Linda Zhengová is a photographer from the Czech Republic who currently lives in the Netherlands. She has a very diverse background in terms of her academic career from her BA in International Studies at Leiden University in 2018 to her graduating from MA in Media Studies with a specialization in Film and Photographic Studies at Leiden University with distinction (cum laude) in 2019. And recently, she graduated from a Photography BA at the Royal Academy of Art in The Hague.
This interview is concerning her Graduation Show 2020 at The Royal Academy of Art in The Hague that took place at the institution from the 10th to the 13th of September 2020. In her show titled Catharsis, she explores the notion of her own suppressed trauma from her childhood. The entire project consists of a photographic installation and a book that accompanies it.
This thesis focuses on the contemporary queer photography of the artists Zanele Muholi, Momo Okabe, and Zach Blas. More specifically, it examines the role of different theories on gender, queerness, and photography in connection to queer time and space, haptics, affect, and queer opacity. These aesthetic elements are treated as potentially subversive in relation to Gilles Deleuze’s concept of the society of control. The frameworks of both queer and photography theories are employed to analyze the photographs’ formal and political aspects in order to explore their subversive possibilities.
The study of affect has gained momentum since the 1990s, especially since scholars within cultural studies and film studies have indicated their interest in addressing affect in relation to the examination of the body and materiality. Since then, affect has been discussed in terms of physiological processes, energetic intensities, corporeality and form. However, the lack of consensus over the term’s definition in academia makes it challenging, but also liberating to analyze a cultural object from an affective perspective. Within the academic sphere, a video artist that has utilized affect is Bill Viola, whose presence on the art scene became increasingly felt from the 1970s onwards.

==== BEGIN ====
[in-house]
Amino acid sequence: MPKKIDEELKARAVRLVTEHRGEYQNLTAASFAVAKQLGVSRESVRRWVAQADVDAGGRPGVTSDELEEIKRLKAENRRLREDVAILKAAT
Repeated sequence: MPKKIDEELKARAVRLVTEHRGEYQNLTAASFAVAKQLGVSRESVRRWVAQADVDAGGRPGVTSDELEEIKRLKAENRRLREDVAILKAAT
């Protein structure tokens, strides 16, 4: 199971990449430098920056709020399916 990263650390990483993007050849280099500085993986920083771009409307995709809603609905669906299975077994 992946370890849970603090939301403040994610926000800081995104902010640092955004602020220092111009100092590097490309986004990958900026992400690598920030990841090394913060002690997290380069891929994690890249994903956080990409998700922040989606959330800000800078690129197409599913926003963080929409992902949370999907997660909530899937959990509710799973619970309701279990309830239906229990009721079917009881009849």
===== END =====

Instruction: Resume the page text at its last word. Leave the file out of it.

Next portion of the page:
In 1986, one of the most disastrous nuclear power plant accidents in history took place. As a result of this nuclear spillover, known as the Chernobyl disaster, millions of people were affected by harmful radiation and the effects of this catastrophe are still felt today. In 2015 and 2016, Kazuma Obara, a Japanese documentary photographer, travelled to Pripyat, which is a city situated five kilometers away from where the initial explosion happened. It was there that he found an expired film that had been exposed to radiation within the area. He decided to use this film in his photography series Exposure (2015-2016), which considerably influenced the overall outcome of the work.
The photo series In the Trousers of My Father invites the viewer to examine family snapshots, landscapes, studio shots of trousers and details of the trousers’ fabric pattern in combination with text. Besides the images, the author includes a video in which the final outcome of the series is presented in the form of a tactile object resembling a photo album. This essay will aim to answer the question: what is the relationship between time and representation in this photo series, in connection to the process of memorialization? I will first discuss this relationship in regard to vernacular photographs and their juxtaposition to photographs of trousers. Then, I will reflect on the process of memorialization as depicted in the combination of images from the past and present. Lastly, I will analyze the form of the series as a physical object close to the family album.